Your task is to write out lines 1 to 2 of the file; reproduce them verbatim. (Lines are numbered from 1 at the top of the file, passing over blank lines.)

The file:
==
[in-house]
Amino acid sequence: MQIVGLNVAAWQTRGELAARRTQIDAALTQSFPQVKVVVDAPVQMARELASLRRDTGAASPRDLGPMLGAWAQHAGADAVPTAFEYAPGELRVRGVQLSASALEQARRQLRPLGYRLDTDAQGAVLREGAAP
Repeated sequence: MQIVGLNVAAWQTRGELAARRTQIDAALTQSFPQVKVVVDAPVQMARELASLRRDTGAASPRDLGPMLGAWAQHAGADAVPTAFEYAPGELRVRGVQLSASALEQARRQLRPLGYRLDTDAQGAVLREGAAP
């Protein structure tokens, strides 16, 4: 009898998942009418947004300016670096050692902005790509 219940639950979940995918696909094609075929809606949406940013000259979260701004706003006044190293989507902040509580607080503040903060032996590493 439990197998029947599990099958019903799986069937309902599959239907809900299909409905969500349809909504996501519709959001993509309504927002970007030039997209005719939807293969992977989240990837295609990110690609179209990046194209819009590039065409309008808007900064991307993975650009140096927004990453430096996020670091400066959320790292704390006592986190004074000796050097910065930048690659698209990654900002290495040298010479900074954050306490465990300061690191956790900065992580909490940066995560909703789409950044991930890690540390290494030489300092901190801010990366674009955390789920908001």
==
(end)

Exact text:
[in-house]
Amino acid sequence: MQIVGLNVAAWQTRGELAARRTQIDAALTQSFPQVKVVVDAPVQMARELASLRRDTGAASPRDLGPMLGAWAQHAGADAVPTAFEYAPGELRVRGVQLSASALEQARRQLRPLGYRLDTDAQGAVLREGAAP